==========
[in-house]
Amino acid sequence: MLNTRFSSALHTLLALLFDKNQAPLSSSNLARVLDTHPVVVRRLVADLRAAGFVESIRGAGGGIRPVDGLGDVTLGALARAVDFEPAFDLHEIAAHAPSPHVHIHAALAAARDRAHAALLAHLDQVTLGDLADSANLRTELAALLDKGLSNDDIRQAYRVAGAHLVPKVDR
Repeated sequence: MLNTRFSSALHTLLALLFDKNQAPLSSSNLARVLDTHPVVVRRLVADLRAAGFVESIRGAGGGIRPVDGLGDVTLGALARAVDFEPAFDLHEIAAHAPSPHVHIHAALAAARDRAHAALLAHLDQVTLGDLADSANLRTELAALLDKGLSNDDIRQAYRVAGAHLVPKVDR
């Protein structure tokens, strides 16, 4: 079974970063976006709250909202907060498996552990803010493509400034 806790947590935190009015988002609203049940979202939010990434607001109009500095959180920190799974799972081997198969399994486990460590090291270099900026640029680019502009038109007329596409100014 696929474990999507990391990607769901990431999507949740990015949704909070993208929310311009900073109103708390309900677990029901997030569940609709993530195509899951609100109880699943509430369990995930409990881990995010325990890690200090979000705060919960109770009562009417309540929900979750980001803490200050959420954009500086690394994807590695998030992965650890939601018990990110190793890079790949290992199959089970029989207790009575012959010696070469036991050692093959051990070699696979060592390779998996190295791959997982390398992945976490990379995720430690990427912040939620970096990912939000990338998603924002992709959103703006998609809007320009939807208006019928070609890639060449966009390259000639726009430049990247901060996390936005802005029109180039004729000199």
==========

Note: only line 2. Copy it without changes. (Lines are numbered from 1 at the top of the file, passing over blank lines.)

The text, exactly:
Amino acid sequence: MLNTRFSSALHTLLALLFDKNQAPLSSSNLARVLDTHPVVVRRLVADLRAAGFVESIRGAGGGIRPVDGLGDVTLGALARAVDFEPAFDLHEIAAHAPSPHVHIHAALAAARDRAHAALLAHLDQVTLGDLADSANLRTELAALLDKGLSNDDIRQAYRVAGAHLVPKVDR